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The Public Cloud Arrives in 2013

Eric Ernest | Jan. 21, 2013
In corporate circles, inside the four-walls of IT, and at executive gatherings, tales of the affair between the public cloud and IT have fed uninterested CIOs with far-from-juicy gossip.

Another public cloud champion is Jayanta Prabhu, CTO, Essar Group. Prabhu also wants to reap the benefits of reduced capex and scalability when he looks to expand his presence on the public cloud.

"Going forward, I have aggressive plans to increase the number of apps on--Microsoft's public cloud platform--from four to 10," says Prabhu. "We are also evaluating the possibility of moving SAP to the cloud."

Today, going to the cloud for specific business applications can surely be a cost efficient strategy. M.G. Raghuraman, CIO, Mphasis, says that Mphasis reaped significant cost benefits when he opted to deploy a cloud-based on-demand solution for his CRM system. Through this CRM tool--which has also been integrated with their enterprise applications--Raghuraman says that the company is now able to manage and track the entire sales life cycle, from lead generation to opportunity, right up to finalizing the deal.

"I pay Oracle on a pay-per-use model based on the number of licenses deployed. This helped me cut initial investment costs during implementation and also provided me the flexibility to ramp up based on additional business requirements," says Raghuraman.

Another advantage that Raghuraman gained out of opting for this solution is that it was quick to implement and therefore it reduced his time-to-market.

Cloud Cover

There's no doubt that the issues surrounding public clouds have over-shadowed the various benefits that it offers. From vague SLAs to infrequent availability, and from security to vendor-lock in, the public cloud's shortcomings can't be ignored.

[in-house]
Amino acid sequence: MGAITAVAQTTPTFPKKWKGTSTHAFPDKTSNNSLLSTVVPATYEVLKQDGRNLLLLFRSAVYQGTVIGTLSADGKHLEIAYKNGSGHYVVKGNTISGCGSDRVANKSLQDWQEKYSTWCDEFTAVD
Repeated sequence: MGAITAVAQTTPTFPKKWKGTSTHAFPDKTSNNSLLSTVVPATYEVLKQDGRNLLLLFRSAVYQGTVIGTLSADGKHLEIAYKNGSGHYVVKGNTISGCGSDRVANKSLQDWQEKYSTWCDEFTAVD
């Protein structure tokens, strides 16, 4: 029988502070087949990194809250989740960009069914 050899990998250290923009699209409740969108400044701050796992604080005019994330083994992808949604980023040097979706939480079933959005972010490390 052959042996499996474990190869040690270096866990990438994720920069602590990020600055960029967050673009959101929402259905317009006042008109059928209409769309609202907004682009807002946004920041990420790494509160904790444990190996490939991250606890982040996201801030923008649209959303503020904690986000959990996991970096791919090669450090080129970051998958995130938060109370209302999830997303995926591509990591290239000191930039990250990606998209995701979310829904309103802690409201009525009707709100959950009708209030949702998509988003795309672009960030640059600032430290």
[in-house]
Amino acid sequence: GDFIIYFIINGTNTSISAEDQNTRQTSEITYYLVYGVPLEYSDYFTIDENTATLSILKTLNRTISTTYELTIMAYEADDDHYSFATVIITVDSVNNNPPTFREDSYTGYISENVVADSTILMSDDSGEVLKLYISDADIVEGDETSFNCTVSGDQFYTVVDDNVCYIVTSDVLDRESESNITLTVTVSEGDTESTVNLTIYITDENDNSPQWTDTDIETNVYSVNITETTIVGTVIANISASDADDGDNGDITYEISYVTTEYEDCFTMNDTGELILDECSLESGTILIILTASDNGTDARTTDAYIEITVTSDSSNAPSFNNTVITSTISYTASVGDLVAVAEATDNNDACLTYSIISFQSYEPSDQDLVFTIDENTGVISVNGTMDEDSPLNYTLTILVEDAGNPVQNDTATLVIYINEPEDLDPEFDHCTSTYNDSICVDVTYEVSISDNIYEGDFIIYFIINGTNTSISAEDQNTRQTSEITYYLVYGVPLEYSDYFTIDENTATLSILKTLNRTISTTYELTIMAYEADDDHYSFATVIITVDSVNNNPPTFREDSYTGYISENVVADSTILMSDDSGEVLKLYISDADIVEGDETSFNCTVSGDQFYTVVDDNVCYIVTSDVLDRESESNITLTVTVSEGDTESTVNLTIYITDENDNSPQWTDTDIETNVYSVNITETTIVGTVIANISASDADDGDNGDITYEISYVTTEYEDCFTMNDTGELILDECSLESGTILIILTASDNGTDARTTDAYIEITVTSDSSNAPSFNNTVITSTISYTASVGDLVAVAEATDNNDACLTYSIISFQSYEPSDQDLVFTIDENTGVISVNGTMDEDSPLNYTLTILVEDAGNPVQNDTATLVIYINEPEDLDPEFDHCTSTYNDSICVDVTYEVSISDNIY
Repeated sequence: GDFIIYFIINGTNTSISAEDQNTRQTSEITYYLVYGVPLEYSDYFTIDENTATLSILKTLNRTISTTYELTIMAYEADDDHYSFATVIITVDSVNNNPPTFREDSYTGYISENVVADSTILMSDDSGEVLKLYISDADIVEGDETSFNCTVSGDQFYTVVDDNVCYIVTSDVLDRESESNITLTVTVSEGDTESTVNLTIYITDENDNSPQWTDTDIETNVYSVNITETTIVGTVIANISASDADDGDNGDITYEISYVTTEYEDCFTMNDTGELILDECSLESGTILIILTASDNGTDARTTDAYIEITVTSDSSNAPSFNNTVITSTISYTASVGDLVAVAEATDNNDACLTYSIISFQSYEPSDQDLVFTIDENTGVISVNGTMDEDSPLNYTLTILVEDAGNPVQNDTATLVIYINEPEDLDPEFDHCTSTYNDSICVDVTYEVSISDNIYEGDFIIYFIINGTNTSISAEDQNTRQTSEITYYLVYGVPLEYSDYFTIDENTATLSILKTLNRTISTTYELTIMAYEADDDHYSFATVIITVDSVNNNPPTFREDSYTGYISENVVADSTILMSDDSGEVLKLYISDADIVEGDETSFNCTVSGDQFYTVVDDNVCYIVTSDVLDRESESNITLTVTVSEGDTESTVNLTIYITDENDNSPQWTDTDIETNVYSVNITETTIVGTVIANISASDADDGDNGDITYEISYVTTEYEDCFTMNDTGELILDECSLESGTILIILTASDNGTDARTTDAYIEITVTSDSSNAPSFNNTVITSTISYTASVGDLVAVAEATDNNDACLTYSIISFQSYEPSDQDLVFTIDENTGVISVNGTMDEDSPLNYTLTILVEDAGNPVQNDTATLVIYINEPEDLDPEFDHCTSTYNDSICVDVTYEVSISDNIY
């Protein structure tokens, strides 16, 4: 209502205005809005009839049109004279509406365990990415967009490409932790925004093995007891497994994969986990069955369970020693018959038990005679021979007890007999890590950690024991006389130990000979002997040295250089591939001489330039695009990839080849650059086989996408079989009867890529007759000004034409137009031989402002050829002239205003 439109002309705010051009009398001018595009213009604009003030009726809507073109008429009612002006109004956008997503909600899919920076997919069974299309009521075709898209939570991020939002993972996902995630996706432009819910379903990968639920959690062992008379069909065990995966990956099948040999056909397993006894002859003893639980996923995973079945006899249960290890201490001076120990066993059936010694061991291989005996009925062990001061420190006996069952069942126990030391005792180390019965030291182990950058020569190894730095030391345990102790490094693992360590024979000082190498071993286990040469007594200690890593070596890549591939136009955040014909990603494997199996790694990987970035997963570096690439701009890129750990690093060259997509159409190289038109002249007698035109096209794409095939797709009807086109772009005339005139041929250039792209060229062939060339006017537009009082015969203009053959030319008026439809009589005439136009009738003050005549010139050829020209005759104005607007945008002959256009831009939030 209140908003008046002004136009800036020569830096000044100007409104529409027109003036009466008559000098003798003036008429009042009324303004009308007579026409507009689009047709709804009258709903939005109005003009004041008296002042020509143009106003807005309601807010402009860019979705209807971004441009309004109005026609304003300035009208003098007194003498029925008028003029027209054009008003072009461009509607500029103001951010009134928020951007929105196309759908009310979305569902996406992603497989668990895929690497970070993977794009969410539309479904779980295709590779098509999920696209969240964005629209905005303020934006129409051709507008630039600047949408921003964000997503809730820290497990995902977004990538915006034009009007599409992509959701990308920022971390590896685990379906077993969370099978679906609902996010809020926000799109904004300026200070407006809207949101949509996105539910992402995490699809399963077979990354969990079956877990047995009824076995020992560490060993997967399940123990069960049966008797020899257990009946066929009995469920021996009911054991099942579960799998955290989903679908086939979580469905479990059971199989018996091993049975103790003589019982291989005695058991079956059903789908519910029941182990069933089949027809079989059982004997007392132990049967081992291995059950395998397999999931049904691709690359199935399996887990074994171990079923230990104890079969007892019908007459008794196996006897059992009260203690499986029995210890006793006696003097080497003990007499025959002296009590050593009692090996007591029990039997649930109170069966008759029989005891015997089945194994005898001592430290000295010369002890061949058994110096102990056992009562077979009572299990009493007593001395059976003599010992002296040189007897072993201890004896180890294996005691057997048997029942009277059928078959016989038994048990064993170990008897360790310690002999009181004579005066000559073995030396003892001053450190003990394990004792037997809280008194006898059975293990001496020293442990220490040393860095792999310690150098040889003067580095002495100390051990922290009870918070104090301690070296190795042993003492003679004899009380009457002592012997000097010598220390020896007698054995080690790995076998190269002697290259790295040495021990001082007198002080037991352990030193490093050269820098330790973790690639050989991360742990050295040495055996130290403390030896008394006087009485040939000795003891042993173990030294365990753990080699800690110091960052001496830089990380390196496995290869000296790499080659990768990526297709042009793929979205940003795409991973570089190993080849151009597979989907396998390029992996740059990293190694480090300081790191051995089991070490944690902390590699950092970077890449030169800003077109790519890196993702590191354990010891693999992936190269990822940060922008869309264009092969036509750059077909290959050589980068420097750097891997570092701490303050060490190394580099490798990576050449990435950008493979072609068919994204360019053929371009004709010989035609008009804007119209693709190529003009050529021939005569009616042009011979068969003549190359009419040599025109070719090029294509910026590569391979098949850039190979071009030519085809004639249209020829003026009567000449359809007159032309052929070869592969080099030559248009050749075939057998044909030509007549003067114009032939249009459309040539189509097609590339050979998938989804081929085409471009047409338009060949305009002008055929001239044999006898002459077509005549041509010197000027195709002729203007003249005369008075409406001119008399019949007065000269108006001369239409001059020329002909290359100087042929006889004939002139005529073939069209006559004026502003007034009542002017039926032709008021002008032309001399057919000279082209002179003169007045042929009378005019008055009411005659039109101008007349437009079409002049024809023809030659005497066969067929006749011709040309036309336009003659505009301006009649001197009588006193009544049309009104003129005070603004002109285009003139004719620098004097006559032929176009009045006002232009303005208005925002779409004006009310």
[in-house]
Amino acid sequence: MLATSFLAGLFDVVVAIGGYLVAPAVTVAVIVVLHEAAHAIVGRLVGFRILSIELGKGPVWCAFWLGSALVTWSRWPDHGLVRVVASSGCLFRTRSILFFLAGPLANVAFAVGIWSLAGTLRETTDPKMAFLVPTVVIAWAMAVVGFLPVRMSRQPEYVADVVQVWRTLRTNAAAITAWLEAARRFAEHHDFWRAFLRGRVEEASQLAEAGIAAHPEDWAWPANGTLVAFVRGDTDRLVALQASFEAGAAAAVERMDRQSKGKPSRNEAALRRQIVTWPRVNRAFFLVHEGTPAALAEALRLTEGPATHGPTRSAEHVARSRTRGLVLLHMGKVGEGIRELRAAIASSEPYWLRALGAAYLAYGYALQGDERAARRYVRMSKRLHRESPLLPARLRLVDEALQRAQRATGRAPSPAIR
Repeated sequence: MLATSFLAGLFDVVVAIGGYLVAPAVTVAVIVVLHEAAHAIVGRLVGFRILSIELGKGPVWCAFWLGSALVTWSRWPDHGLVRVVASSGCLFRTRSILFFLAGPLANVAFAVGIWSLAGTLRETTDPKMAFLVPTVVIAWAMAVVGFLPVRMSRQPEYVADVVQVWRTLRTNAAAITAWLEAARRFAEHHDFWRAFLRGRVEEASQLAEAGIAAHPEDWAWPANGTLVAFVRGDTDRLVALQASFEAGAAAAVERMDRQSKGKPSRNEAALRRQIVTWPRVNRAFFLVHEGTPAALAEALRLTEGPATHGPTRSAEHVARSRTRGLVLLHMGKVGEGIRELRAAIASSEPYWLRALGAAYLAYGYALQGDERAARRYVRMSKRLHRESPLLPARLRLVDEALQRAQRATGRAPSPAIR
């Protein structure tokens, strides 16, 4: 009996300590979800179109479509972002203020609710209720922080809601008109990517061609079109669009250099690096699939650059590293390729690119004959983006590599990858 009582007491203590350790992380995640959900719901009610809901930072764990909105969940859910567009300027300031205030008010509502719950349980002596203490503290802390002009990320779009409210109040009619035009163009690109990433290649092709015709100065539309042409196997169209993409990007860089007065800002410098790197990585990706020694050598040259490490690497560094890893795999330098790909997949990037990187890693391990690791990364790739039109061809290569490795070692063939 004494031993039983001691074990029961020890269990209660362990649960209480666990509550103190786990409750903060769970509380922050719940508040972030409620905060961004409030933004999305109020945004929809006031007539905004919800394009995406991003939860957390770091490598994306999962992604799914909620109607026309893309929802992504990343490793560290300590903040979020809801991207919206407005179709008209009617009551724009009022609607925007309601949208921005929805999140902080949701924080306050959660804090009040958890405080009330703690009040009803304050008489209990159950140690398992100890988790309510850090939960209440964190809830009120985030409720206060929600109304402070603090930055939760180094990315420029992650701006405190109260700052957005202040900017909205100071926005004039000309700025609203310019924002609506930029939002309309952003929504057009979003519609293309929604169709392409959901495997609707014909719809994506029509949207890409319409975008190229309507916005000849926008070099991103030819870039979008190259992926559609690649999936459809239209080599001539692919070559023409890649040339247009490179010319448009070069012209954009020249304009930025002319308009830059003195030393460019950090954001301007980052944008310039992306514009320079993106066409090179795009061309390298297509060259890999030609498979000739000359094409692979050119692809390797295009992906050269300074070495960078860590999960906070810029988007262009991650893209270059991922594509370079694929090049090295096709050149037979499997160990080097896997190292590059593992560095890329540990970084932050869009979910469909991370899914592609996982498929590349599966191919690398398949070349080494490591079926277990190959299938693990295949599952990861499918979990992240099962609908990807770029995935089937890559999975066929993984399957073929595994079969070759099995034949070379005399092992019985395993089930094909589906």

When opting to implement a public cloud solution, Prabhu says there are a bunch of hurdles that CIOs need to cross. "Contracts management is a big concern with public cloud service providers. Appropriate SLAs, availability and performance uptime are still far from being precise. However, this is expected to improve gradually."

However, Raghuraman points out that there is an inherent lack of flexibility to customize cloud-based applications as you would see on on-premise enterprise applications; and this is a factor CIOs must keep in mind when opting for cloud strategy. There is a clear trade-off between time to market and customization. Fortunately for Raghuraman, the CRM tool that he chose had most of the features he wanted, and he only had to customize very minimally. He also cited possible degradation in application performance as an additional reason for not opting to overly customize a cloud application. "These cloud apps have been tailored to suit the most prevalent business processes and the best practices in the industry. So, if we use any cloud app as it is, we will perhaps get the best performance. However, if you start customizing it, then it would adversely affect performance and speed although you will get the additional functionality. So you always have to make the best compromise between the level of customization which you need and the performance of the cloud application. As a practice, my strategy is not to fiddle around and do too much customization on a cloud-based application," says Raghuraman.

 

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